How to Know When and If Your Song Needs a Bridge

Written by Gary Ewer, from “The Essential Secrets of Songwriting” website
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guitar1What makes a song memorable, among other things, are patterns. Repeating elements are predictable ones, and every song needs something that keeps recurring. But there’s a problem with patterns: the human mind gets bothered, and a little bored, if the pattern never breaks. Presenting… the bridge.

A bridge usually occurs after the second chorus of a song, and helps to break up that pattern of verse – chorus – verse – chorus. It’s often called the “middle 8”, because it’s typcially 8 bars long.

More than simply breaking up a pattern, songwriters often use the bridge to help build energy, and they do this in a number of ways:

  1. Increase instrumental activity. In the bridge, the drums typically become more energetic, and basic instrumental range is higher.
  2. Increase volume. A good song will display a contrasting dynamic range throughout, but the bridge is usually the loudest, setting the song up for the return to the chorus.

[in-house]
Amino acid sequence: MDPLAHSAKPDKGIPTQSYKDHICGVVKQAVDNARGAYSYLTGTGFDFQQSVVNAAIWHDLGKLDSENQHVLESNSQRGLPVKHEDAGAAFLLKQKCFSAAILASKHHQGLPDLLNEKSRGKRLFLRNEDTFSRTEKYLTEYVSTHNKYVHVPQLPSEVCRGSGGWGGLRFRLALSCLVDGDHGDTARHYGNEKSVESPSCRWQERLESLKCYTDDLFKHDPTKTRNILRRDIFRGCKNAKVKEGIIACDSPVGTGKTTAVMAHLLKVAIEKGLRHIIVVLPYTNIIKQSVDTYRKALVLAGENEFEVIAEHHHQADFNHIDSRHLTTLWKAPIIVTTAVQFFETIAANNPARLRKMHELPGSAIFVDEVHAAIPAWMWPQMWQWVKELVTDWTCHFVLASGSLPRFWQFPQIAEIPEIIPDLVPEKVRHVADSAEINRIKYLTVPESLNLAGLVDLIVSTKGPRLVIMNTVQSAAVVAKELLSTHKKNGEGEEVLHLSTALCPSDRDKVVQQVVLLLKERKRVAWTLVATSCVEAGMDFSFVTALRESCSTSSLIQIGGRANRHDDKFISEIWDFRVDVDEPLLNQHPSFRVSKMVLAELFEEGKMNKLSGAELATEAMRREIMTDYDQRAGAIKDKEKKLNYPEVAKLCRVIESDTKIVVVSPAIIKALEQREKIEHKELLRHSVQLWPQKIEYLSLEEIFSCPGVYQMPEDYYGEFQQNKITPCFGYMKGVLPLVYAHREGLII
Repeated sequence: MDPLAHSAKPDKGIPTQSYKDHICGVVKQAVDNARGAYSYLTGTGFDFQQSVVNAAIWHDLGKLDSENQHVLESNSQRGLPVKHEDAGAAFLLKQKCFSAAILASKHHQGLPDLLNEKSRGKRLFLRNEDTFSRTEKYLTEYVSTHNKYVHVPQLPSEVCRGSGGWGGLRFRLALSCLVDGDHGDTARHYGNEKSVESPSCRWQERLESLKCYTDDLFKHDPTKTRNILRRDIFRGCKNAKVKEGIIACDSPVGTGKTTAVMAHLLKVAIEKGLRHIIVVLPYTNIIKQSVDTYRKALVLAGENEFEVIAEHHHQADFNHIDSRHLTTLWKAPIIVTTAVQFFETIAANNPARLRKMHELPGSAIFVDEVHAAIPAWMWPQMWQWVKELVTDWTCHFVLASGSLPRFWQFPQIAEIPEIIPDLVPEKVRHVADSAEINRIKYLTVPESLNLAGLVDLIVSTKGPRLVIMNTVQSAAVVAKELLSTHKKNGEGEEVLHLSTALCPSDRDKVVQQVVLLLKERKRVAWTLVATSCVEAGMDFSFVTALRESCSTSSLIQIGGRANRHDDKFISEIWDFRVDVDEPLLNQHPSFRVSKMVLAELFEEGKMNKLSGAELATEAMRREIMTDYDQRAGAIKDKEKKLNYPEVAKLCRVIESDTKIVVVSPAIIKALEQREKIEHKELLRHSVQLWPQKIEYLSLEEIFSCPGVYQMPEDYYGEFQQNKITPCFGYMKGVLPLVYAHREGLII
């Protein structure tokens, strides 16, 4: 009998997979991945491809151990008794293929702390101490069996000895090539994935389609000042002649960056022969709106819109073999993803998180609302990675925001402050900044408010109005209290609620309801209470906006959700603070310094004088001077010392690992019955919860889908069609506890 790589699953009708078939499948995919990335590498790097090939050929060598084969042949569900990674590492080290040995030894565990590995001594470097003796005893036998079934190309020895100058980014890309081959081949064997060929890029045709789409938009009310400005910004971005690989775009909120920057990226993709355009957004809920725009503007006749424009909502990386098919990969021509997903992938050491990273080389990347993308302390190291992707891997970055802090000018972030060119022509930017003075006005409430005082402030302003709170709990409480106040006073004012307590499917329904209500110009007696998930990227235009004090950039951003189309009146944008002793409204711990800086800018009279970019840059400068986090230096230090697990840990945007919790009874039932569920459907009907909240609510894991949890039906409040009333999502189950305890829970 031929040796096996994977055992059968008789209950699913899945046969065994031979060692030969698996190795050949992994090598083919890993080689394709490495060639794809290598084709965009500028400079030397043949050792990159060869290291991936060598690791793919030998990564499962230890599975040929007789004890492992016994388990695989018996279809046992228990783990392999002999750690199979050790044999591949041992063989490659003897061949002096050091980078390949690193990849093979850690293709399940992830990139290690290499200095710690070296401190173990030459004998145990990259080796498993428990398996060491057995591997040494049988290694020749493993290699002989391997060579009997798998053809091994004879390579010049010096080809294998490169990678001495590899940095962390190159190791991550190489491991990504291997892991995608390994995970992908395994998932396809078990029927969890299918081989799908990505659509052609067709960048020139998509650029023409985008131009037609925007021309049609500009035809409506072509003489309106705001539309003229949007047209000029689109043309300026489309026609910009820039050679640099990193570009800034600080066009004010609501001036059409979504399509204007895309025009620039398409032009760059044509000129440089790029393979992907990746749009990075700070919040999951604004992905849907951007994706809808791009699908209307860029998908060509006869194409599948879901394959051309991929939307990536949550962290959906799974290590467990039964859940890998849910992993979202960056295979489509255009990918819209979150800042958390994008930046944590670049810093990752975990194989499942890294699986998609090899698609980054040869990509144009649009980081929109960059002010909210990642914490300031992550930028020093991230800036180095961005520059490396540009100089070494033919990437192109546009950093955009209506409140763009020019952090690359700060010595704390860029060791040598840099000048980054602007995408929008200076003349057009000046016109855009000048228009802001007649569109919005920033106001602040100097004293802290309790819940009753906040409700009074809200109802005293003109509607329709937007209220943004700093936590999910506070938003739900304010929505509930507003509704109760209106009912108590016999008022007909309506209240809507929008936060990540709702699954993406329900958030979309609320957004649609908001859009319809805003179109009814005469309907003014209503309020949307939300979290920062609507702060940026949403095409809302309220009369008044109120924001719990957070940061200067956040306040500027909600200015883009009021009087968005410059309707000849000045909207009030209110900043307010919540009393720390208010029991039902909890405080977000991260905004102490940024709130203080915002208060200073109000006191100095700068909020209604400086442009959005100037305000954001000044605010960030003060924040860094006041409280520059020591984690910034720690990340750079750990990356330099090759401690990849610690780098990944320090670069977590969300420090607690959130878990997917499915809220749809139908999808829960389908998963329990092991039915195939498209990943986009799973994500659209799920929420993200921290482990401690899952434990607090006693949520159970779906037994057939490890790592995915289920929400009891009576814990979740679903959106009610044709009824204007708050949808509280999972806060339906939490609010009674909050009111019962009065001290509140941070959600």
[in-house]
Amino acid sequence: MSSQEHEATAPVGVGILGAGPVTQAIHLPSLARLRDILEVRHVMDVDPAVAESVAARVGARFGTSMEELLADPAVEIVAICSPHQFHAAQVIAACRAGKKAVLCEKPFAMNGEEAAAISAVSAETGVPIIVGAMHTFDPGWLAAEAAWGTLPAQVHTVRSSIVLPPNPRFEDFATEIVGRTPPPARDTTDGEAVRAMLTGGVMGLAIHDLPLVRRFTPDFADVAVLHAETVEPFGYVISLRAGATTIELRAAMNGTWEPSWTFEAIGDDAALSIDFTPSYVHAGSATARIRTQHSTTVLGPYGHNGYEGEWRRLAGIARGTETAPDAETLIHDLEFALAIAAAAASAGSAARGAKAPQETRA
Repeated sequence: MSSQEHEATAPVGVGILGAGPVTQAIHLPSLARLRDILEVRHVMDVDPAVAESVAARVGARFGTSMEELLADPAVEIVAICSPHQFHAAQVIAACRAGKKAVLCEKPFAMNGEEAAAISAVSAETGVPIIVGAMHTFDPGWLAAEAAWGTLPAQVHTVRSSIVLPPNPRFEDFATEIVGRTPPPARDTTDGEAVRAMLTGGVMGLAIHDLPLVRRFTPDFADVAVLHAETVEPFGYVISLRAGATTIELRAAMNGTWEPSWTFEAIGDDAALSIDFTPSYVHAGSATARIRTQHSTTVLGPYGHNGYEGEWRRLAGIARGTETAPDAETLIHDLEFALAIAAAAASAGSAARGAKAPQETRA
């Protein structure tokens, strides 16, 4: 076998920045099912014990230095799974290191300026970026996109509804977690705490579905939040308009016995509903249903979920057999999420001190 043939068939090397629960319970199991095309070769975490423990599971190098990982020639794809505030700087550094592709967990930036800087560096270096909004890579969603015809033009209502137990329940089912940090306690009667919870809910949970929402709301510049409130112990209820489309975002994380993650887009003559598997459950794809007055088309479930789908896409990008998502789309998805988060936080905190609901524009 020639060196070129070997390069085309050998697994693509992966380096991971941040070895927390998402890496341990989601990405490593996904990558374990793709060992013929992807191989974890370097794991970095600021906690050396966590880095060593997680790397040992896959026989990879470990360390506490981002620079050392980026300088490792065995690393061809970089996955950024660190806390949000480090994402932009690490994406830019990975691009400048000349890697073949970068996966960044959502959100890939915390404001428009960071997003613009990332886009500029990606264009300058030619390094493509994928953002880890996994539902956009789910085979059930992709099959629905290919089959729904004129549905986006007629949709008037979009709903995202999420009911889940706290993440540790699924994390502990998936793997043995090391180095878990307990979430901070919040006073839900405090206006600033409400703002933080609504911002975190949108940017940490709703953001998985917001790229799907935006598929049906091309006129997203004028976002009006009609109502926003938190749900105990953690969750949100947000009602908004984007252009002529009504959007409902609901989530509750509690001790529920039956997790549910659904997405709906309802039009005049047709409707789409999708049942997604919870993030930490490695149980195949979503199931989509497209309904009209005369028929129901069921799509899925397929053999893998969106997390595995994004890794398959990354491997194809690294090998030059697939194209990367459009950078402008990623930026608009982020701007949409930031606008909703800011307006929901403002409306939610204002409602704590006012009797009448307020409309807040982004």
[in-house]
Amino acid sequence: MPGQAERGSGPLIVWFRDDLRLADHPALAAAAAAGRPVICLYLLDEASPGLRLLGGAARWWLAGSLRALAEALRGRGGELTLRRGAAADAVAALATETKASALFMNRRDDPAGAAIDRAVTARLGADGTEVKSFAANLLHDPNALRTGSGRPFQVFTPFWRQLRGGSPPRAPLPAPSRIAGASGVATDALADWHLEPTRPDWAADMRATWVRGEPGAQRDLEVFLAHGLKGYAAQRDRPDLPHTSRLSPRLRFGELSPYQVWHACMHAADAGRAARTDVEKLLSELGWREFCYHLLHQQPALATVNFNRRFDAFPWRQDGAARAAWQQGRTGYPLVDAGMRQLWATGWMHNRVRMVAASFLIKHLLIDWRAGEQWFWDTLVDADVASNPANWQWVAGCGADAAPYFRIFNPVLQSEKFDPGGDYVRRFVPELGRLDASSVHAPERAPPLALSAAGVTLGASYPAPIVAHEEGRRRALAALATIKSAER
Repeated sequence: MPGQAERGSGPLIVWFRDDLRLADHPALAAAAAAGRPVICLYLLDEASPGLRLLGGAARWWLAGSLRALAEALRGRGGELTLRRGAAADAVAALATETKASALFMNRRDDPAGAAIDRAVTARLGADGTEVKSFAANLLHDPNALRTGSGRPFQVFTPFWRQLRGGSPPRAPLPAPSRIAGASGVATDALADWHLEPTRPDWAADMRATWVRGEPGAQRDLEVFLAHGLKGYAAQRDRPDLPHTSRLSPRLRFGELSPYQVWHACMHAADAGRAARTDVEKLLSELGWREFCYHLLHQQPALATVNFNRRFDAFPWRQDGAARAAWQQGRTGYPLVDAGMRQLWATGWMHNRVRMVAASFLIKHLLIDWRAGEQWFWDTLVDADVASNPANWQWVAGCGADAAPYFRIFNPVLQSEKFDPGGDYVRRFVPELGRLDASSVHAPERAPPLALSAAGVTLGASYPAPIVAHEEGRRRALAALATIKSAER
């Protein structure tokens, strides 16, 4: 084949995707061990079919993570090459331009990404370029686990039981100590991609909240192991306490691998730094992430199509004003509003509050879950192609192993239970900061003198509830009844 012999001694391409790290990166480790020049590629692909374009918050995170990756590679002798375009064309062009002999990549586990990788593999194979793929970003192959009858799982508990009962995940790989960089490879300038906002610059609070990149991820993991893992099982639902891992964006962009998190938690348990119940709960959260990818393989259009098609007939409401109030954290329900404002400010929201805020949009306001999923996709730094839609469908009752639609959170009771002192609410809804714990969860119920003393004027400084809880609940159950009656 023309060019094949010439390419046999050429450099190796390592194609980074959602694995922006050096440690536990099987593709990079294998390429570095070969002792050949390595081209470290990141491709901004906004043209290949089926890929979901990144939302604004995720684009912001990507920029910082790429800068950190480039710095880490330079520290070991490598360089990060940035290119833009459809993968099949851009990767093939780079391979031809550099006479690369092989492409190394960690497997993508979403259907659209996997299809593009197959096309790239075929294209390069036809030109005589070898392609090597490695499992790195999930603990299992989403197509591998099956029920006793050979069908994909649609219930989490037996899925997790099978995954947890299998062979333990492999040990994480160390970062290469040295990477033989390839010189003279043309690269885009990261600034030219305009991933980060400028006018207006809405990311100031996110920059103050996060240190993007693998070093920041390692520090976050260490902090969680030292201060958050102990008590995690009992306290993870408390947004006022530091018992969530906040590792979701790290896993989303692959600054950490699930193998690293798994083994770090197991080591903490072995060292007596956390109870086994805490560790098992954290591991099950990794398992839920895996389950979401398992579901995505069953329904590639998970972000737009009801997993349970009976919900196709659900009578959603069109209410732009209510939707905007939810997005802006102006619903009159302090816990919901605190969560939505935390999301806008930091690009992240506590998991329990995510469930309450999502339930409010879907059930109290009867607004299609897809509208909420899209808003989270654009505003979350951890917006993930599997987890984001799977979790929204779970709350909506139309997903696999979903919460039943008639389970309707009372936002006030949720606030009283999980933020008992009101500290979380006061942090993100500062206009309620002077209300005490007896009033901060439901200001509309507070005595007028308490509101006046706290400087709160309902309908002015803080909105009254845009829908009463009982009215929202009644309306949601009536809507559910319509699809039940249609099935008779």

3. Add details to the lyrical meaning. Verse lyrics tend to be narrative in character, telling the listener “what’s going on.” Chorus lyrics tend to be more reflective, indicating how the singer feels about the situation. Bridge lyrics usually take the listener further, and are emotive more than narrative.

Not every song needs a bridge, but you’ll get a definite feeling that something is needed once you’ve finished that second verse. Just don’t assume that it’s a bridge that you need. Try other things: i) an instrumental solo; 2) an instrumental verse; or iii) a third verse or chorus that’s been transposed higher.

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